Saving species is what we strive to do every day here at the Smithsonian’s National Zoo and Conservation Biology Institute. We’re continuing to reflect on some of this year’s biggest conservation success stories.
Banding together for birds
Conservation is all about collaboration. This year, researchers across the country came together to publish a study revealing a massive decline in bird populations — nearly 3 billion birds lost since 1970. While the news of such a significant loss could be discouraging, the prevailing message from the study’s authors is one of hope. We have an opportunity to take action on behalf of birds, and together, we can help bring them back.
Two shining examples of how conservation action can help save species are the Guam rail and the Kirtland’s warbler. Guam rails lived on the Pacific island of Guam until the accidental introduction of the brown tree snake near the end of World War II drove them to extinction. About 10,000 of these birds likely roamed the island before snakes arrived. By 1985, only 21 Guam rails were left. The birds were captured to begin a breeding and recovery program.
The Smithsonian Conservation Biology Institute’s Guam rail breeding program began in 1985 and continues today. Researchers work with the Guam Department of Aquatic Wildlife and Resources to repatriate the birds to Guam for reintroduction to the wild on the island of Rota.
This year, the International Union for Conservation of Nature declared that Guam rails are no longer extinct in the wild. They are only the second bird to ever recover from extinction in the wild and are now reclassified as critically endangered.
Endangered Kirtland’s warblers have long been plagued by brown-headed cowbirds at their summer nesting grounds in Michigan. The parasitic cowbirds lay their eggs in warbler nests, causing warbler parents to care for the cowbirds rather than their own chicks.
By 1971, only 200 male Kirtland’s warblers remained in the wild, and about 70% of their nests were parasitized by cowbirds. For 40 years, conservation efforts have targeted brown-headed cowbirds to prevent them from laying eggs in warbler nests. A study published by Smithsonian scientists in July found that Kirtland’s warblers may no longer need protection from cowbirds in Michigan.
An unexpected arrival at Reptile Discovery Center
Life found a way at the Zoo when a female Asian water dragon underwent facultative parthenogenesis. That is, she gave birth to a healthy, thriving offspring despite never breeding with a male or receiving genetic material.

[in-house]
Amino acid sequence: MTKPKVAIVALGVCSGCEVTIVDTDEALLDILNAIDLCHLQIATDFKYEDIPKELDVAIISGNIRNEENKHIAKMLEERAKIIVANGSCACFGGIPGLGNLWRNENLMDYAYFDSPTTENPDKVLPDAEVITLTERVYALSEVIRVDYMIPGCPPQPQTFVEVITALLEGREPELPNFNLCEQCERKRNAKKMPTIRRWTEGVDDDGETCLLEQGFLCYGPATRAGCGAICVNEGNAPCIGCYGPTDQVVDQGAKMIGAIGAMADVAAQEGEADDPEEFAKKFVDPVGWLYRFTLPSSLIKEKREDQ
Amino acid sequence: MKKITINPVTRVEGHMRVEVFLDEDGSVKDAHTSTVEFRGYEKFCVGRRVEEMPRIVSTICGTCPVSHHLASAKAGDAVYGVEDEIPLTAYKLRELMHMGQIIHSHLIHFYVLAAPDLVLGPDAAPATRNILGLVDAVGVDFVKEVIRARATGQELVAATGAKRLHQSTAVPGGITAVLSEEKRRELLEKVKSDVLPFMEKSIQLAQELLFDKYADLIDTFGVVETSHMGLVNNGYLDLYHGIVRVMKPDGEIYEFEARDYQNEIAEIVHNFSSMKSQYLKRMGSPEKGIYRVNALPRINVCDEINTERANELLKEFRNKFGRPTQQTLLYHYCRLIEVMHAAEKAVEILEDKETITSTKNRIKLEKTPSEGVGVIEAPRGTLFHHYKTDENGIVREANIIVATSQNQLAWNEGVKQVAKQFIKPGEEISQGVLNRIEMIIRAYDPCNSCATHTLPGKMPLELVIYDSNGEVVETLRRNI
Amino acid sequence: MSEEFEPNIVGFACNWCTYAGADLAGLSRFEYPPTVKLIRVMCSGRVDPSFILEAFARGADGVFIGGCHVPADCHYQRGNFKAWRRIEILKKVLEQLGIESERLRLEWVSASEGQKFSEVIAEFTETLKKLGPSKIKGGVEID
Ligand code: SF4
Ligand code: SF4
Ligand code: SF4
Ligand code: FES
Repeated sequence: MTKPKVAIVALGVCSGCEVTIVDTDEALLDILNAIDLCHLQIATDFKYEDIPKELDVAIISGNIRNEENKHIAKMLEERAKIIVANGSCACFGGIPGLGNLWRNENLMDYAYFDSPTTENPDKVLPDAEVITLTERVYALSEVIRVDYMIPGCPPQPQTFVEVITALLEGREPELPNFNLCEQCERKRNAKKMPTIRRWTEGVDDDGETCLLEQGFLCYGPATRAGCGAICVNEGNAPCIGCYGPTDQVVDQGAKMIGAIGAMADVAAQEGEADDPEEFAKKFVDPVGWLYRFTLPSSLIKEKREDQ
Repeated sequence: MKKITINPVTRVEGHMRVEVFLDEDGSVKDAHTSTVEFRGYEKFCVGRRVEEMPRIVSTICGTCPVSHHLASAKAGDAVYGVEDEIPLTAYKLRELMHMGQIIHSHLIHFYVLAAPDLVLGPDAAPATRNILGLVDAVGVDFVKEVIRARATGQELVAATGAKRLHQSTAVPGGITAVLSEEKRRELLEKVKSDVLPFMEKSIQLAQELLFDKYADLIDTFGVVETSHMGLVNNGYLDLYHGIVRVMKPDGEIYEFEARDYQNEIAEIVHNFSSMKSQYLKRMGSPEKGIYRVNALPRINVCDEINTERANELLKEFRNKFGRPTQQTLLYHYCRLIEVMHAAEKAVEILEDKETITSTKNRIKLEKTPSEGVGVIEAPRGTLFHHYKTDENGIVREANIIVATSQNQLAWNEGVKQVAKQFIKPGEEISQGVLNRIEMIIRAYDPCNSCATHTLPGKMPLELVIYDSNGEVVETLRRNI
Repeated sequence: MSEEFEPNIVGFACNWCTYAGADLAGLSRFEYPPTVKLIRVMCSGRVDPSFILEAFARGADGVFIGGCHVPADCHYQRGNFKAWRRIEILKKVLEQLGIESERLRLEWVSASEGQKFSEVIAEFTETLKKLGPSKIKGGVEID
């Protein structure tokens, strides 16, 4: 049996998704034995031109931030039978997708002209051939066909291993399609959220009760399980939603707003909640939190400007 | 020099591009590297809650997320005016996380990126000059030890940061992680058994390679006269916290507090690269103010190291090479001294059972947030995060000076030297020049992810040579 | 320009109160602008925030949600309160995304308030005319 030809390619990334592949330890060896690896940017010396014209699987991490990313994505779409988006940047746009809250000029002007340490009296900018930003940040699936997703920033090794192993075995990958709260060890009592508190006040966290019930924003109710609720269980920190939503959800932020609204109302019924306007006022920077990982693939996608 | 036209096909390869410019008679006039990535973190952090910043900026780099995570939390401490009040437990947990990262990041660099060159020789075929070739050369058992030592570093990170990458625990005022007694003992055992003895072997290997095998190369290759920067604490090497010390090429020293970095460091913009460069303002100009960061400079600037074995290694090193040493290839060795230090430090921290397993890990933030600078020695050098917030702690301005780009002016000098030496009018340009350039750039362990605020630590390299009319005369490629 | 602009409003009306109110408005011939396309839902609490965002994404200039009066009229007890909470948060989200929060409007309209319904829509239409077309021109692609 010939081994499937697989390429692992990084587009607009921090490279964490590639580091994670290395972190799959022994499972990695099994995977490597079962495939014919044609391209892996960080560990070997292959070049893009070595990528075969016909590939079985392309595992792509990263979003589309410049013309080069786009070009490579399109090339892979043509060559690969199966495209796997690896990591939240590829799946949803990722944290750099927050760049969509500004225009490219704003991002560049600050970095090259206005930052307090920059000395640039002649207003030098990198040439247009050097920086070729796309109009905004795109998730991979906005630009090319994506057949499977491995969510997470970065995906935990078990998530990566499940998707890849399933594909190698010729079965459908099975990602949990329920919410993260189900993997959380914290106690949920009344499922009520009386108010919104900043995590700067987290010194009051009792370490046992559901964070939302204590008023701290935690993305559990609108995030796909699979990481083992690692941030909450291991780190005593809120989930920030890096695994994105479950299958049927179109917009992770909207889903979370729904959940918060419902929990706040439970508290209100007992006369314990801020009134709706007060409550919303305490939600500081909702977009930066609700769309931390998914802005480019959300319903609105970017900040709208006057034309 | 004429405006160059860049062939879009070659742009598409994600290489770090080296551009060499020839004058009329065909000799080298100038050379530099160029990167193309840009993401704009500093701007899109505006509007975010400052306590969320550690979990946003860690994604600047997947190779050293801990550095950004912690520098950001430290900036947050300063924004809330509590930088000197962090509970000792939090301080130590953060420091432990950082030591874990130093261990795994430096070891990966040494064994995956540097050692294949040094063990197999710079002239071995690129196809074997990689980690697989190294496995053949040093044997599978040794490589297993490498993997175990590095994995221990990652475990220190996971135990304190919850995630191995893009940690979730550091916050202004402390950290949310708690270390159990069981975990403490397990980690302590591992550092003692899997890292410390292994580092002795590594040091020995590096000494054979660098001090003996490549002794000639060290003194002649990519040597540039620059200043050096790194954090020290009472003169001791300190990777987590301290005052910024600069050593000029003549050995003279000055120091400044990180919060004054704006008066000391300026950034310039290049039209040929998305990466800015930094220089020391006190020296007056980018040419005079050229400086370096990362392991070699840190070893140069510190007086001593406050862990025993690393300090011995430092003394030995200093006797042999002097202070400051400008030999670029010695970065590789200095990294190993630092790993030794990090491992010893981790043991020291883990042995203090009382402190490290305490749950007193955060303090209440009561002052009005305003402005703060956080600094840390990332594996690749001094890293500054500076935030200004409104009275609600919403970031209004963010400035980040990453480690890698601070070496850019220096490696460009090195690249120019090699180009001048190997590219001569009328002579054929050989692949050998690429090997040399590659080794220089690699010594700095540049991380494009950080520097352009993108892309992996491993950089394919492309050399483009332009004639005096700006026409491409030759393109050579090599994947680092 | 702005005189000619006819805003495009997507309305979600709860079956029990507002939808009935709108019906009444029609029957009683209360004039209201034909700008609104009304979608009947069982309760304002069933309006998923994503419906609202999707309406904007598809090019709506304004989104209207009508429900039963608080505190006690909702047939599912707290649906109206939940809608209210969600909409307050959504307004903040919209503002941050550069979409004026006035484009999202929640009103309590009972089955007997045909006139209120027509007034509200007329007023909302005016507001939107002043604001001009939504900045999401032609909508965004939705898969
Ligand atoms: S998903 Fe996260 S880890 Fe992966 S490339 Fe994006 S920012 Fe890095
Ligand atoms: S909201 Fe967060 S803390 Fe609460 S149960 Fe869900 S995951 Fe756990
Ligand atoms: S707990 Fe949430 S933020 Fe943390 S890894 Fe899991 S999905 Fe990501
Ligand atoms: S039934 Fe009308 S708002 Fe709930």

Smithsonian scientists were the first to confirm parthenogenesis in Asian water dragons and published their findings in June.
What’s better than a clouded leopard cub? Two clouded leopard cubs
Playful, curious clouded leopard cubs Jilian and Paitoon stole visitors’ hearts when they debuted at the Zoo earlier this year, but these two cubs are more than cute. They’re also a reminder of the important conservation work that happens here every day.
Smithsonian scientists have been in the business of clouded leopard conservation for decades, studying their behavior, biology and ecology. One of their research focuses has been creating assisted reproductive technologies to help the species.
In 1992, SCBI reproductive biologist JoGayle Howard became the first scientist to perform a successful artificial insemination in clouded leopards. Twenty-three years later, SCBI scientists built upon her legacy when they performed a second successful artificial insemination using a new technique that required fewer sperm cells.
In 2017, they again made history with a third successful artificial insemination, this time using frozen sperm on a female leopard named Tula at the Nashville Zoo. The resulting cub, Niran, gave birth to Jilian — one of the cubs now living here at the Smithsonian’s National Zoo. These three generations of clouded leopards are living proof that conservation science can help save species.
Bringing up babies
The birth of a threatened or endangered animal is always reason to celebrate, and SCBI welcomed many new faces this year. A tiny egg nestled in an incubator began wiggling and cracking April 22. Soon after, a Guam kingfisher emerged. This brightly colored bird is one of the most endangered on the planet. Guam kingfishers are extinct in the wild, and only about 140 of them live in human care.
The small beak of a hooded crane broke through its shell June 12, and with a little help from keepers, the chick emerged from its egg bright, alert and responsive. This hooded crane chick was only the second ever born at SCBI. Later that night, an endangered red panda cub also arrived.
In June and July, the herd of scimitar-horned oryx grew by five. Scimitar-horned oryx were extinct in the wild until 2016 when the Environment Agency–Abu Dhabi (EAD) and the government of Chad started releasing oryx born in human care to the wild. Approximately 100 oryx now live in the wild since reintroductions began. SCBI ecologists are collecting behavioral data on the reintroduced oryx from satellite collars.
Keepers also celebrated the birth of two kiwi chicks this year – the first in January and the second in March. The Zoo was the first to hatch a kiwi outside of New Zealand in 1975 and participates in a brown kiwi species survival plan, which coordinates breeding efforts among zoos to build a genetically healthy population of brown kiwi in human care.
In case you missed it: Check out part one of "2019 Conservation Stories Worth Celebrating," and stay with us in 2020 as we continue our work to save species and celebrate Smithsonian’s Year of Earth Optimism with even more conservation success stories.